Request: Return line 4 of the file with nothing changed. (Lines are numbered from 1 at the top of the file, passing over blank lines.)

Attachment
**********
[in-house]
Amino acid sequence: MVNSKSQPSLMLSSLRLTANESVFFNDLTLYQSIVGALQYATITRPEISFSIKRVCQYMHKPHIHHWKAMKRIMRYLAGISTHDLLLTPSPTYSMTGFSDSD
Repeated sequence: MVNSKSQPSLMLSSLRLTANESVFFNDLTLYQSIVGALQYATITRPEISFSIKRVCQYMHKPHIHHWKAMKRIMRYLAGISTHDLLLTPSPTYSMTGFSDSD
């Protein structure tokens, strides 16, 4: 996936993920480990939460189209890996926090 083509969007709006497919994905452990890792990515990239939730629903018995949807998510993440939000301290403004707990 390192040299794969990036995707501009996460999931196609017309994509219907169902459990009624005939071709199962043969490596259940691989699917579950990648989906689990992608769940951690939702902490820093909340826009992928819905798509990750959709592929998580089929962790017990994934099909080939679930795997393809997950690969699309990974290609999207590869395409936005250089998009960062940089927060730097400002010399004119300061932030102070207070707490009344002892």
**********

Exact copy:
């Protein structure tokens, strides 16, 4: 996936993920480990939460189209890996926090 083509969007709006497919994905452990890792990515990239939730629903018995949807998510993440939000301290403004707990 390192040299794969990036995707501009996460999931196609017309994509219907169902459990009624005939071709199962043969490596259940691989699917579950990648989906689990992608769940951690939702902490820093909340826009992928819905798509990750959709592929998580089929962790017990994934099909080939679930795997393809997950690969699309990974290609999207590869395409936005250089998009960062940089927060730097400002010399004119300061932030102070207070707490009344002892």